After quantification of the relative intensity of iNOS and arginase 1, membranes were stripped using a stripping buffer (0.5% acetic acid) and then were probed with β-actin. In the images of the blots, the solid lines inserted between lanes indicate that some lanes were removed for presentation. The blots were quantified by scanning, and results are expressed as a ratio of arginase1-β-actin and iNOS-β-actin. Values are expressed as means ± SE of iNOS and arginase 1 measured once for each rat in each group (n = 6 in group S: standard diet, n = 5 in group ARG ± PRO: Clinutren Repair, and n = 6 in group IC: isonitrogenous control).

Fig. 8.

Macrophage study: NOx production in the medium culture. NOx for nitrites and nitrates, final products of NO.

DISCUSSION

Diabetic patients suffer from delayed wound healing, and the presence of wounds carries a risk of malnutrition. Our rats underwent multiple wounds and daily anesthesia, inducing stress and a metabolic response that might impair nutritional status and wound healing. The protocol did not prevent wound healing (wounds were almost completely epithelialized on day 5), but mean energy intake was lower than that of nonstressed ZDF fa/fa rats (310 kcal·kg−1·day−1, laboratory observation) and the rats lost weight during the study. However, this only mimics the clinical situation of patients that suffer from chronic wounds, presenting with inflammation and malnutrition (4, 13).

Because of the alterations in amino acid metabolism in diabetic patients, nonspecific protein supplementation may not suffice to correct delayed wound healing. For example, standard protein and energy-rich oral supplements failed to improve wound healing in diabetic patients with foot ulcers (13). Similarly, in our study, the group of rats supplemented with a mixture of nonessential amino acids showed no improvement in wound epithelialization or angiogenesis compared with the standard diet group. Only the ARG-PRO group showed better angiogenesis than either standard or isonitrogeneous control groups. Thus, a specific amino acid approach (i.e., a disease-based diet) merits consideration.

In our model of experimental wounds in diabetic rats, a hyperprotein diet enriched with arginine plus proline significantly improved angiogenesis in wounds and favored whole body nitrogen accretion. First, the ARG+PRO group exhibited better nitrogen balance than the S group. However, this effect appeared to be nonspecific, since nitrogen balance was also better in the IC group. This incidentally enabled us to dismiss a possible limitation of our study, namely the fact that the ARG+PRO group was richer not only in both arginine and proline but also in several other amino acids, including leucine, which is known to stimulate protein synthesis (20). Interestingly, plasma amino acid concentrations were not necessarily related to their intake, suggesting that intake of the amino acids concerned did not match requirements (7). In particular, plasma alanine was not higher in the IC group (in contrast to the other nonessential amino acids given in supplementation) despite a large intake. This may be related to its use in gluconeogenesis and may explain why glycemia tended to be higher in this group than in the other two groups. In addition, plasma arginine was not higher in the ARG+PRO group than in the others. Arginine is largely extracted by the splanchnic area, and the peripheral availability of arginine after an arginine load is limited compared with what is observed following loads of related amino acids (8). We note that Wu et al. (45) recently obtained very promising results for metabolic syndrome using a citrulline-enriched diet in nonwounded diabetic rats.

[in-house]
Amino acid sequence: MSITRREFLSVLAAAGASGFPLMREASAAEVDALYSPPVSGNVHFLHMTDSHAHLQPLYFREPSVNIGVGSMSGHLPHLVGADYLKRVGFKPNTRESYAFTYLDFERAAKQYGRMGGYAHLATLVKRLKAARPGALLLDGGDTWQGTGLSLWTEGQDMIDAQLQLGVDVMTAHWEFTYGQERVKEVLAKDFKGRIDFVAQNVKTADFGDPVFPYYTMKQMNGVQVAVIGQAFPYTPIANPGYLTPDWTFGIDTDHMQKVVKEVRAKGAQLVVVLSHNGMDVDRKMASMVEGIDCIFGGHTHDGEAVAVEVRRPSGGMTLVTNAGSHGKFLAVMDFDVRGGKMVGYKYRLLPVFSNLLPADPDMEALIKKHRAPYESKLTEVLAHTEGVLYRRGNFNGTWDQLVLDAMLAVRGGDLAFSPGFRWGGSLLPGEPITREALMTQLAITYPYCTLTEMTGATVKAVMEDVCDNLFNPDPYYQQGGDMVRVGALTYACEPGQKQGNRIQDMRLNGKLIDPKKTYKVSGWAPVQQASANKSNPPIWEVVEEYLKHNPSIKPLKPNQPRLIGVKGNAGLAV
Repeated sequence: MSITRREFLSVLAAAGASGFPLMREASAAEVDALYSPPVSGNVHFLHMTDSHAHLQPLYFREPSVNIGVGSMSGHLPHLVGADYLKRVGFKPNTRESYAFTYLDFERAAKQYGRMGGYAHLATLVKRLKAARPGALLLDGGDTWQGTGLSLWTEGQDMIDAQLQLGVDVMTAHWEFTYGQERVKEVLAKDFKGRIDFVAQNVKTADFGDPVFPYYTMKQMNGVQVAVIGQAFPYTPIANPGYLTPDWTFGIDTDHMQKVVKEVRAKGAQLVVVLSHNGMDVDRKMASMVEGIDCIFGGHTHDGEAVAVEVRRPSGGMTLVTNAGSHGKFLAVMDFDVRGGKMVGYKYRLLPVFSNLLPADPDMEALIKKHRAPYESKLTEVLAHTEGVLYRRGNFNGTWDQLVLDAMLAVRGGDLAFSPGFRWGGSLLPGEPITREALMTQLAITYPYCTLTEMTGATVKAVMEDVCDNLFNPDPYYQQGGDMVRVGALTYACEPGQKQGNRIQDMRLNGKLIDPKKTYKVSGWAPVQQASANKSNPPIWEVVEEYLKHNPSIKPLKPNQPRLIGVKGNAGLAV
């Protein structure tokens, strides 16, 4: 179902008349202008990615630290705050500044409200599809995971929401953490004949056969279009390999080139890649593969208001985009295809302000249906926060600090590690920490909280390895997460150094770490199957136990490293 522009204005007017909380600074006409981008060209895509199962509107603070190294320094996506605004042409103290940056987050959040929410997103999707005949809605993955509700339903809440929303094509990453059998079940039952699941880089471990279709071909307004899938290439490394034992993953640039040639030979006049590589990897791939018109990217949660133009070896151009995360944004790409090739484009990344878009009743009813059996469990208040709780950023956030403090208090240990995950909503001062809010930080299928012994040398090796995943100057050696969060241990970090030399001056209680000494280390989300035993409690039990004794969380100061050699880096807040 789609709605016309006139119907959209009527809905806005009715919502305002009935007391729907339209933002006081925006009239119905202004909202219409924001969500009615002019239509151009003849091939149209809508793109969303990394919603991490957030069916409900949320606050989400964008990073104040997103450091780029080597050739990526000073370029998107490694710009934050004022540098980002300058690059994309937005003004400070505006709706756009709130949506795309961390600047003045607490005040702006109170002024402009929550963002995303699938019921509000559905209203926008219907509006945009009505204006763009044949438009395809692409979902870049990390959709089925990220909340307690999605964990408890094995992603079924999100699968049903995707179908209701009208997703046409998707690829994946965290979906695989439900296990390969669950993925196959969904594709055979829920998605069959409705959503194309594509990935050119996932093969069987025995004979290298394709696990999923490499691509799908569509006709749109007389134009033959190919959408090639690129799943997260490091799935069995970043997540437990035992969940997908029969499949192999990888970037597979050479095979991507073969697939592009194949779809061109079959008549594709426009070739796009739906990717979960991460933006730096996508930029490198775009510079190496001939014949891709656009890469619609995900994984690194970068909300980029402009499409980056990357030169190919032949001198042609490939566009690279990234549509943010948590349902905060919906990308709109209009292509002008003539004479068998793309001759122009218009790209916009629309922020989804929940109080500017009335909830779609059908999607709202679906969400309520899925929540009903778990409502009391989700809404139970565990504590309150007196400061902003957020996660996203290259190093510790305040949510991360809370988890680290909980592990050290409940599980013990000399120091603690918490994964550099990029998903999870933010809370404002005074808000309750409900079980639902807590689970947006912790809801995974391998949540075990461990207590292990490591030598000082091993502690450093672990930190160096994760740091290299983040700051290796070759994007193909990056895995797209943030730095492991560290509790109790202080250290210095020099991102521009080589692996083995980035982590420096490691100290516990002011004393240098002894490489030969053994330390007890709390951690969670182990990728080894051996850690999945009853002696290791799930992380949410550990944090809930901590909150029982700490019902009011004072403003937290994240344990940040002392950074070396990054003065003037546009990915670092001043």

In our study, arginine plus proline supplementation significantly improved wound repair, as assessed by angiogenesis. Many studies have focused on the beneficial effect of arginine on wound healing, as assessed by wound-breaking strength or the hydroxyproline content of implanted sponges, but the effect of arginine on other markers of skin wound repair has been insufficiently researched. Only one study assessed the effect of arginine on epithelialization: in experimental wounds in healthy elderly subjects, arginine did not influence rate of epithelialization (21). Our model allowed an assessment of the daily progression of epithelialization, but as in the study by Kirk et al. (21), we observed no effect of arginine plus proline supplementation on epithelialization in our diabetic rats. However, angiogenesis did improve, and this is necessary for the process of tissue repair. The vasculature accounts for up to 60% of tissue repair (11). An abundant blood supply is mandatory to meet the enormous local metabolic demands; also, the endothelial cell plays a role in the organization and regulation of healing (2). Importantly, endothelial cell proliferation and angiogenesis are stimulated by NO, which can be produced only by the metabolization of arginine (24). However, data on the effect of arginine on angiogenesis are scarce. Angiogenesis has previously been assessed by measuring the number of capillaries in light microscopic histological sections of muscle in rabbits subjected to unilateral hindlimb ischemia (33) and by measuring microvascular density by CD34 immunohistochemistry staining in diabetic rats with burns (16). In both studies, arginine appeared beneficial to angiogenesis. We created a simple semiquantitative scale to assess the number of new capillaries and formation of granulation tissue buds, with comparative analysis by two independent observers to validate our results. Our results extend those of the two previously cited studies and show that arginine plus proline supplementation significantly improves angiogenesis in a model of excision skin wounds in diabetic rats.